Biggest Annual Loss for Gold in Three Decades
Gold experienced a six-month low on Dec 31st, heading towards its largest annual decline in the last 32 years. Investors were prompted by the prospects for global economic recovery to switch to riskier assets as a result.
Gold lost around 28 percent in 2013, after a 12 year bull run. This is a result of the decision of the U.S. Federal Reserve’s to step aside from lenient monetary policy. Propelled by years of accommodative monetary policies, the gold prices climbed its highest to $1920.30 per ounce in September 2011, as investors were encouraged to put money into non-interest bearing assets encouraged by low interest rates.
In earlier trade, gold fell to its lowest since June 28, by one percent at $1,184.50 an ounce, which was before restoring 1.2 percent at 10.17 EST to $1210.26 an ounce in choppy trade. Having earlier dropped to a low of $1,181.40, U.S. gold futures to February delivery increased 0.5 percent to $1,208.80 per ounce.
T-Commodity partner Ganclaudio Torlizzi expressed that they are quite pessimistic about gold for the first three months of the year and further decline to the $1000 mark can be triggered if a break below $1,180 takes place. He added that another bearish element for gold would be to see the dollar strengthening towards the euro in January as the economy picks up. At this point, equities are expected to gain most of the investors’ money.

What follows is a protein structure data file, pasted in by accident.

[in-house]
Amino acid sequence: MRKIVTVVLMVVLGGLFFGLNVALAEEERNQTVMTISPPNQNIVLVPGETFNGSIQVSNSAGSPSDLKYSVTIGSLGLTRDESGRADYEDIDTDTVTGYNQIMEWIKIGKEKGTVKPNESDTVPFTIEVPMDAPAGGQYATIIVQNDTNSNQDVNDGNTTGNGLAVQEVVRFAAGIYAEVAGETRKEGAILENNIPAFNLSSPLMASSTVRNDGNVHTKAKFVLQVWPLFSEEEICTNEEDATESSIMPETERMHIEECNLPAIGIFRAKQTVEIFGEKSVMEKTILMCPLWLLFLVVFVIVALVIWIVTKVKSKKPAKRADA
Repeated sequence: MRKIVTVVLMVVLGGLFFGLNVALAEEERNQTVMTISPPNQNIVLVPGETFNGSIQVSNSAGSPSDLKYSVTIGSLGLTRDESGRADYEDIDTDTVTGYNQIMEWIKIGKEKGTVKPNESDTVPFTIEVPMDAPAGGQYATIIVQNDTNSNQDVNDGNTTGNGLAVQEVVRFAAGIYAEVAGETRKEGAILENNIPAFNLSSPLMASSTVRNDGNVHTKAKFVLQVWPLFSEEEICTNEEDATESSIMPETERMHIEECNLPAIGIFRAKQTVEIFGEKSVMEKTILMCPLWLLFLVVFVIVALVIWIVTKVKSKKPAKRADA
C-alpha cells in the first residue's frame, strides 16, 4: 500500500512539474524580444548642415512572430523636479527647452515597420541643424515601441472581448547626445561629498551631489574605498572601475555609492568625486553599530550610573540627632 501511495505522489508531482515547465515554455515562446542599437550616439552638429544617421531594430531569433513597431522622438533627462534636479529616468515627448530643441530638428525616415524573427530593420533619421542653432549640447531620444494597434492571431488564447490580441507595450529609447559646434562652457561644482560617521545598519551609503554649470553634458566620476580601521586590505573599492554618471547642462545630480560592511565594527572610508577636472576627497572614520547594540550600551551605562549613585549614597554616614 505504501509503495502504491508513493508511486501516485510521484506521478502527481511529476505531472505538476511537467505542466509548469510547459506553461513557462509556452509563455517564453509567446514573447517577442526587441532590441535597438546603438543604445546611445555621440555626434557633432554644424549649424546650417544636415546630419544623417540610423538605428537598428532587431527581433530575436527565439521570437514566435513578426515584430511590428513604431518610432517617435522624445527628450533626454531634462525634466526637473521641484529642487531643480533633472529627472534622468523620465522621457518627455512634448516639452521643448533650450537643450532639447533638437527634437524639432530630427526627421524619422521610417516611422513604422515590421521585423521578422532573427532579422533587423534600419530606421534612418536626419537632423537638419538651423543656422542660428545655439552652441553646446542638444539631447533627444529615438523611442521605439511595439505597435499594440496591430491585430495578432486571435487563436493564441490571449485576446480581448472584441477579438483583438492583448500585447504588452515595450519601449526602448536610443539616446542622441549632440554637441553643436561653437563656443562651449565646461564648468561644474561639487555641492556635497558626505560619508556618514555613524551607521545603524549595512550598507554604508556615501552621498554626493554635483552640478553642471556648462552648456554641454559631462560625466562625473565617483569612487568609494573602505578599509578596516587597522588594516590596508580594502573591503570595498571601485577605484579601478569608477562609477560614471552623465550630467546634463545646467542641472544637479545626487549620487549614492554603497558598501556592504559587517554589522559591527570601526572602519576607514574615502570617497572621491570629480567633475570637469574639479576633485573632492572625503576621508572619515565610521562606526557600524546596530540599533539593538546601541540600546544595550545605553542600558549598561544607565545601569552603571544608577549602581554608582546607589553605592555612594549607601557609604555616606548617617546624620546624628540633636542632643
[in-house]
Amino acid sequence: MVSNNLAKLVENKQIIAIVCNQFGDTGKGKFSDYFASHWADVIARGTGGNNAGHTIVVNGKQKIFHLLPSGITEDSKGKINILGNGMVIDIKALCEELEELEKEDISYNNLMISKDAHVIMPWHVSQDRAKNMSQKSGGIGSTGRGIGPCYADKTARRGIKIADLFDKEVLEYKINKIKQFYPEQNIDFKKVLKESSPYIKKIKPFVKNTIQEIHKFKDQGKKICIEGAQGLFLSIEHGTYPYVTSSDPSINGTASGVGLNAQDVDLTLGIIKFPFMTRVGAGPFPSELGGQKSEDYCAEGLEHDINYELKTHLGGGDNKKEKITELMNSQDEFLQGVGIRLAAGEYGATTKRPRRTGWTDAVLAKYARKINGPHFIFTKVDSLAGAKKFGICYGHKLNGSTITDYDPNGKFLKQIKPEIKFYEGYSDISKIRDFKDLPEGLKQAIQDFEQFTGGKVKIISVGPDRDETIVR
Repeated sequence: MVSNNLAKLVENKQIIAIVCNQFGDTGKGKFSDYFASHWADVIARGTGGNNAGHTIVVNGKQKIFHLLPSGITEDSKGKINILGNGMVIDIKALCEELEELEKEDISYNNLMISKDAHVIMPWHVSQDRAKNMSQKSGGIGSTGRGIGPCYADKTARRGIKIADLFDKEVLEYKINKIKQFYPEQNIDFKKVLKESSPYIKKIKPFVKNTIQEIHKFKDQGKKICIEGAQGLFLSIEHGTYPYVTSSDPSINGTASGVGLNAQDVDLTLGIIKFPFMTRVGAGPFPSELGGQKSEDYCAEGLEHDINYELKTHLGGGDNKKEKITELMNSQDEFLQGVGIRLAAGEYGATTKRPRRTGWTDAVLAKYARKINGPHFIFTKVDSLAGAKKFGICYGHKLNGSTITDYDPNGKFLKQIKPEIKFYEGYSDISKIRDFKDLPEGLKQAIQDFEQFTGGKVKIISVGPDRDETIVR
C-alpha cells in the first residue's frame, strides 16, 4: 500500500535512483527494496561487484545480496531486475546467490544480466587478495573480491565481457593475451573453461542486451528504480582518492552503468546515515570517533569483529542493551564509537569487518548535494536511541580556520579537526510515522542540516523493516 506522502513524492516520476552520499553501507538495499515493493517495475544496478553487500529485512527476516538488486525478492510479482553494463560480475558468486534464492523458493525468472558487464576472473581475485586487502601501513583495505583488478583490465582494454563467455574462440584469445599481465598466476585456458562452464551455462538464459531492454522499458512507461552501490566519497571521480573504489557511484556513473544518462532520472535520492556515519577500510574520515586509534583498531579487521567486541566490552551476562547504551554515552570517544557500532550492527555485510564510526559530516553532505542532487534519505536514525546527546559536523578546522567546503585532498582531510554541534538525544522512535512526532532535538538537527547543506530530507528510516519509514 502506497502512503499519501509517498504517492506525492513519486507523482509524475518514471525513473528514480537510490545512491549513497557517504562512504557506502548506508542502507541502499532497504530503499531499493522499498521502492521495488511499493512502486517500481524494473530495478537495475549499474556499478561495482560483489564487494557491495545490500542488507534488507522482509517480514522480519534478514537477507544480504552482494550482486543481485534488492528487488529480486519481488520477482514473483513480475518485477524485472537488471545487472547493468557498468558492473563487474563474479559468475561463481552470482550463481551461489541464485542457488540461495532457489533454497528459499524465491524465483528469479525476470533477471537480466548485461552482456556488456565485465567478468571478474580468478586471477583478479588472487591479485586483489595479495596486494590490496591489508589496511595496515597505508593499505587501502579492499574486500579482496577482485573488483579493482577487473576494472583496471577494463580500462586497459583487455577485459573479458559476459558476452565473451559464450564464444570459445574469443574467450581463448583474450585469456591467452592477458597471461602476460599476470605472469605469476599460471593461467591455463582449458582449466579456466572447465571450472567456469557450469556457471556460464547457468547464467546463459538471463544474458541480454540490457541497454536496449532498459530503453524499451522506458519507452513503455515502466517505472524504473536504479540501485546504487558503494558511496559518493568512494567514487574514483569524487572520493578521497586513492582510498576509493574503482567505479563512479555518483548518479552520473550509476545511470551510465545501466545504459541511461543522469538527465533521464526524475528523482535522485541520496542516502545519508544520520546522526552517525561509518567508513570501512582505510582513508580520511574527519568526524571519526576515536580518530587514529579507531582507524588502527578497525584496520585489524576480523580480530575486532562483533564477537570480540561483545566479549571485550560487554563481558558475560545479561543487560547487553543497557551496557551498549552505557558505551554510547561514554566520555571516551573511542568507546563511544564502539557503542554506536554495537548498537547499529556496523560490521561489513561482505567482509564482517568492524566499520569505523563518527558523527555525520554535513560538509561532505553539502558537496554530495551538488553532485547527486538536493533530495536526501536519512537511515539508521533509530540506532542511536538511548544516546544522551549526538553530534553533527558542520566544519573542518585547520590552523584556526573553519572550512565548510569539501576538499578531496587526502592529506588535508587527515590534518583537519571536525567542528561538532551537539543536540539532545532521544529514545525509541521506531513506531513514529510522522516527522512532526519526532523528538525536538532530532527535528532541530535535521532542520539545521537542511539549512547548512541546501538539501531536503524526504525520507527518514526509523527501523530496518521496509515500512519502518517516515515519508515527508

Since 2009, the first annual rise was seen of the benchmark bond yields and world stocks were close to six-year peaks in the end of 2013. A pick up in global growth was celebrated by investors and there were expectations of more to come in the future.
A rather modest end to 2013 was seen by the dollar as against the other main currencies. Standard Bank analyst Walter de Wet stated that equities and money market funds will be more attractive as soon as short-term interest rates begin rising then one can’t afford to invest in something that doesn’t pay returns like gold.
It seems that investors had lost faith in bullion as a circumvent against inflation proven by a fall in exchange-traded fund holdings. SPDR Gold Trust, which is the world’s biggest gold-backed exchange traded fund, dropped 0.37 percent to 798.22 tons, their lowest since January 2009.
Premiums for gold bars remain stagnant at $1.50 per ounce. In Hong Kong however, offers varied between $1.50 and $2.00.
The price of silver per ounce grew from 0.4 percent to $19.66. Silver has recorded the worst annual performance since 1982, it is low by 37 percent. The worst performing metal in 2013 is silver.
A 0.7 percent rise was recorded for platinum at $1,365.24 per ounce, it also recorded a 12 percent annual loss. High performing palladium rose by 0.4 percent to $709.00 and should end the year by a rise of at least 1 percent.